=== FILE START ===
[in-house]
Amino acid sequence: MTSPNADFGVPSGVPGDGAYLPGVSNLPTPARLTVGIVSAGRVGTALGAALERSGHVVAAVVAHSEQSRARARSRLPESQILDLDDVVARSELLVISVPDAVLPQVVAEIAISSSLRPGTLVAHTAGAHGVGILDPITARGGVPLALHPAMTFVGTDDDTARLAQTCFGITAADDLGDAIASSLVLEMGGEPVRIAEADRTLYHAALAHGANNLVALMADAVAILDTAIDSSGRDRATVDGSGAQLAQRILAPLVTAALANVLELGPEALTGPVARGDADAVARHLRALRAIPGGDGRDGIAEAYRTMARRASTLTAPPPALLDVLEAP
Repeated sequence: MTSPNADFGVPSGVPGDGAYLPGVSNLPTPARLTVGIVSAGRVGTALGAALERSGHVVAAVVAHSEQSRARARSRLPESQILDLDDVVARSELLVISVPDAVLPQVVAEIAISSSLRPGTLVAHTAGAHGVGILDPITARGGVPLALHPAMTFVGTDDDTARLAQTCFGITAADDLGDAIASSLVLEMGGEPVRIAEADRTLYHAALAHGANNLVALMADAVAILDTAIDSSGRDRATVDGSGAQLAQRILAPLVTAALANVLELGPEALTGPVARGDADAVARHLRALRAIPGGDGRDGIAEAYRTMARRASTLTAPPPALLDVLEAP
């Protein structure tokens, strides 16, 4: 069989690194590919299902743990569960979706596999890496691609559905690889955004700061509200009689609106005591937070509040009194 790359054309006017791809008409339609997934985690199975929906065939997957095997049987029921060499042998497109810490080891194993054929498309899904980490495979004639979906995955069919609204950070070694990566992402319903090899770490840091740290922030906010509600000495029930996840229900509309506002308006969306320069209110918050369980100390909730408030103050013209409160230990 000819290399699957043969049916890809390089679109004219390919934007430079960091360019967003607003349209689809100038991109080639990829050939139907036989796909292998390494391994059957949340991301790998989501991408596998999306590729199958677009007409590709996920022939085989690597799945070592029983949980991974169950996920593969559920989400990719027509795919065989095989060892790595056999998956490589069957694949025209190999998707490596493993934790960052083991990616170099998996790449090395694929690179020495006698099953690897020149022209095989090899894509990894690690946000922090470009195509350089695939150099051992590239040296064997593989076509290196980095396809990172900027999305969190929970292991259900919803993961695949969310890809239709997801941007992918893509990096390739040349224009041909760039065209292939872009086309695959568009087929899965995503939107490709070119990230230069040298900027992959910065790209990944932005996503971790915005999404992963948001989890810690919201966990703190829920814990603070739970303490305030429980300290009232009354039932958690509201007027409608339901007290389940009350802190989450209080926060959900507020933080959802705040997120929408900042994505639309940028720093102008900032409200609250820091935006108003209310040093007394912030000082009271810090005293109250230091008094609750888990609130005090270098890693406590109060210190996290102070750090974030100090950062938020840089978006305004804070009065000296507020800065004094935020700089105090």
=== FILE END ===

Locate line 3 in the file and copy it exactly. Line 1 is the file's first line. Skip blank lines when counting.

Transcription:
Repeated sequence: MTSPNADFGVPSGVPGDGAYLPGVSNLPTPARLTVGIVSAGRVGTALGAALERSGHVVAAVVAHSEQSRARARSRLPESQILDLDDVVARSELLVISVPDAVLPQVVAEIAISSSLRPGTLVAHTAGAHGVGILDPITARGGVPLALHPAMTFVGTDDDTARLAQTCFGITAADDLGDAIASSLVLEMGGEPVRIAEADRTLYHAALAHGANNLVALMADAVAILDTAIDSSGRDRATVDGSGAQLAQRILAPLVTAALANVLELGPEALTGPVARGDADAVARHLRALRAIPGGDGRDGIAEAYRTMARRASTLTAPPPALLDVLEAP